Gender role stereotypes and requisite management characteristics: The case of South Africa
Although Schein's gender role management stereotype hypothesis has been examined in many countries around the world, no studies specifically examine the combined effects of race and gender on this phenomenon. The purpose of this paper is to use an intersectional analysis to test the hypothesis among different race and gender groups in South Africa. The 92-item Schein descriptive index was randomly administered to 592 black men, white men, black women, and white women managers. The degree of resemblance between the descriptions of men and successful managers and between women and successful managers was determined by computing intra-class correlation coefficients. Results confirm the think manager, think male hypothesis for black and white men but not for black and white women. Black and white men are less likely to attribute successful managerial characteristics to women. The hypothesis is more robust among black men than among white men. For black women, the resemblance between the characteristics of women in general and successful managers is significantly higher than the resemblance of men in general and successful managers. This represents only the second study globally to report a reversal of the usual pattern. White women perceived men and women to equally possess the requisite management characteristics. Intersectionality is capable of revealing the ways in which race and gender simultaneously influence perceptions of managerial characteristics. The paper provides a race and gender intersectional analysis that compares the perceptions of the think manager - think male hypothesis in contrast to the dominant gender only analysis that may mask important differences in the stereotyping of managerial characteristics. It is also the first study of its kind in South Africa.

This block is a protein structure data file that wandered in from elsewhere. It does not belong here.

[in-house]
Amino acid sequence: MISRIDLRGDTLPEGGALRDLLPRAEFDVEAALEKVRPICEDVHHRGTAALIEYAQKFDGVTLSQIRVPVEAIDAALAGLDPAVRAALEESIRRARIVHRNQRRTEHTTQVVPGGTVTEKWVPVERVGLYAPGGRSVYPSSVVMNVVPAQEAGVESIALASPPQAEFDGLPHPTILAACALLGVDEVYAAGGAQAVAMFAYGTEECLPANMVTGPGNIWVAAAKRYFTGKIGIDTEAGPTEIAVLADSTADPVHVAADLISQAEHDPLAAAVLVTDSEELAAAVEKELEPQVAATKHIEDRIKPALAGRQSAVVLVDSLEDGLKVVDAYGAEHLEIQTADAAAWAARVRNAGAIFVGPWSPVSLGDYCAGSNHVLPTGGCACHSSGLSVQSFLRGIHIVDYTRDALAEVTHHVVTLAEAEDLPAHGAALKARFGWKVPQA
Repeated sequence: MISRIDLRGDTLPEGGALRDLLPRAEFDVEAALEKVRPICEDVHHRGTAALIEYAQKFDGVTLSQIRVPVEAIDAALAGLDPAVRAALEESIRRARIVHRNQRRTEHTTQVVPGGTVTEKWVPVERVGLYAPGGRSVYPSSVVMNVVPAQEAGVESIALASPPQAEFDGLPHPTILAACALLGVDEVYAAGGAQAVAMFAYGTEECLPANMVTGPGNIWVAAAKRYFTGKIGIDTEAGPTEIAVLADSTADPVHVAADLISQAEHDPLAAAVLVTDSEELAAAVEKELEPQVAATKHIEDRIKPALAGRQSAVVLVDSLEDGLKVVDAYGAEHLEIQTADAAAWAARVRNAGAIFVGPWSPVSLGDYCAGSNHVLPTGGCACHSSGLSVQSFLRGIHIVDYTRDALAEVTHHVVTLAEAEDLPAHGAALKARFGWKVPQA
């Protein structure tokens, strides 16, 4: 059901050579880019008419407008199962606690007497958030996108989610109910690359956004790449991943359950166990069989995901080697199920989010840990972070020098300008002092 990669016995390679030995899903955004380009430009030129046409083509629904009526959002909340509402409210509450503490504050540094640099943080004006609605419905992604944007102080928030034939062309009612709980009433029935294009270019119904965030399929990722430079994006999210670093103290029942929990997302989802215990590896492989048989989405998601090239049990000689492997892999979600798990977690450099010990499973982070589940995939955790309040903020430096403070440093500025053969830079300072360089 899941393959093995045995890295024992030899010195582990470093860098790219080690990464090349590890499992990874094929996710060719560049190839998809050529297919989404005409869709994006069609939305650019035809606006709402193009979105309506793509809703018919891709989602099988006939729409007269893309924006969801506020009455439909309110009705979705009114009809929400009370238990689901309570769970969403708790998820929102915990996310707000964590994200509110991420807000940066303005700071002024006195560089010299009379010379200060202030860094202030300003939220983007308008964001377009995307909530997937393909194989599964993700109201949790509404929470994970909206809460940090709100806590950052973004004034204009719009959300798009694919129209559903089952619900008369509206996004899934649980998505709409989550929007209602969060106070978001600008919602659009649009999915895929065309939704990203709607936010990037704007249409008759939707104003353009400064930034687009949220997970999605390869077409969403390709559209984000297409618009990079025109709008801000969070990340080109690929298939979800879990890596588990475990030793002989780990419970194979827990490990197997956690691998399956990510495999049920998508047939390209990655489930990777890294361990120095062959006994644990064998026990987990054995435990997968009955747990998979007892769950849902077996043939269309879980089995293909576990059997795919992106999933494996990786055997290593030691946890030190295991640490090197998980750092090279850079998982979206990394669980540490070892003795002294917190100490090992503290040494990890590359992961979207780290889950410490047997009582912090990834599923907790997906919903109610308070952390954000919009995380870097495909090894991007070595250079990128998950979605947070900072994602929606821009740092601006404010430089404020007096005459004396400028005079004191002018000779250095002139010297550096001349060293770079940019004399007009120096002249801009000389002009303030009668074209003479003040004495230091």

Leadership, Management & Business
Gender in Management
Booysen, L. A., & Nkomo, S. M. (2010). Gender role stereotypes and requisite management characteristics: The case of South Africa. Gender in Management., 25 (4) https://aura.antioch.edu/facarticles/67